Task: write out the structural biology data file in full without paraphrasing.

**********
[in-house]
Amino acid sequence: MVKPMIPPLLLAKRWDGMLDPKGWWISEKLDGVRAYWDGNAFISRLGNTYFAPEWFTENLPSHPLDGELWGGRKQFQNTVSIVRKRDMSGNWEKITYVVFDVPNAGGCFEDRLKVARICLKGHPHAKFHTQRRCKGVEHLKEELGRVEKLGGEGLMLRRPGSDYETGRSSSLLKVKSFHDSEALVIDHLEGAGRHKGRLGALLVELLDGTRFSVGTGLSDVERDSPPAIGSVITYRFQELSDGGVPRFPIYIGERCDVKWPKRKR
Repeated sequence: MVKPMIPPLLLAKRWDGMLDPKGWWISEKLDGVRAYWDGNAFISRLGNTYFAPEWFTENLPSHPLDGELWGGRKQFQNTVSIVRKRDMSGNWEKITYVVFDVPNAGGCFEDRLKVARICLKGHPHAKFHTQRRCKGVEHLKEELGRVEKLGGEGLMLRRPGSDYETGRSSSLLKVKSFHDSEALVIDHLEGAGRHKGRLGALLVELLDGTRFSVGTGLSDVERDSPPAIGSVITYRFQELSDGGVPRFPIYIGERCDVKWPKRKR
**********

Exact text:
[in-house]
Amino acid sequence: MVKPMIPPLLLAKRWDGMLDPKGWWISEKLDGVRAYWDGNAFISRLGNTYFAPEWFTENLPSHPLDGELWGGRKQFQNTVSIVRKRDMSGNWEKITYVVFDVPNAGGCFEDRLKVARICLKGHPHAKFHTQRRCKGVEHLKEELGRVEKLGGEGLMLRRPGSDYETGRSSSLLKVKSFHDSEALVIDHLEGAGRHKGRLGALLVELLDGTRFSVGTGLSDVERDSPPAIGSVITYRFQELSDGGVPRFPIYIGERCDVKWPKRKR
Repeated sequence: MVKPMIPPLLLAKRWDGMLDPKGWWISEKLDGVRAYWDGNAFISRLGNTYFAPEWFTENLPSHPLDGELWGGRKQFQNTVSIVRKRDMSGNWEKITYVVFDVPNAGGCFEDRLKVARICLKGHPHAKFHTQRRCKGVEHLKEELGRVEKLGGEGLMLRRPGSDYETGRSSSLLKVKSFHDSEALVIDHLEGAGRHKGRLGALLVELLDGTRFSVGTGLSDVERDSPPAIGSVITYRFQELSDGGVPRFPIYIGERCDVKWPKRKR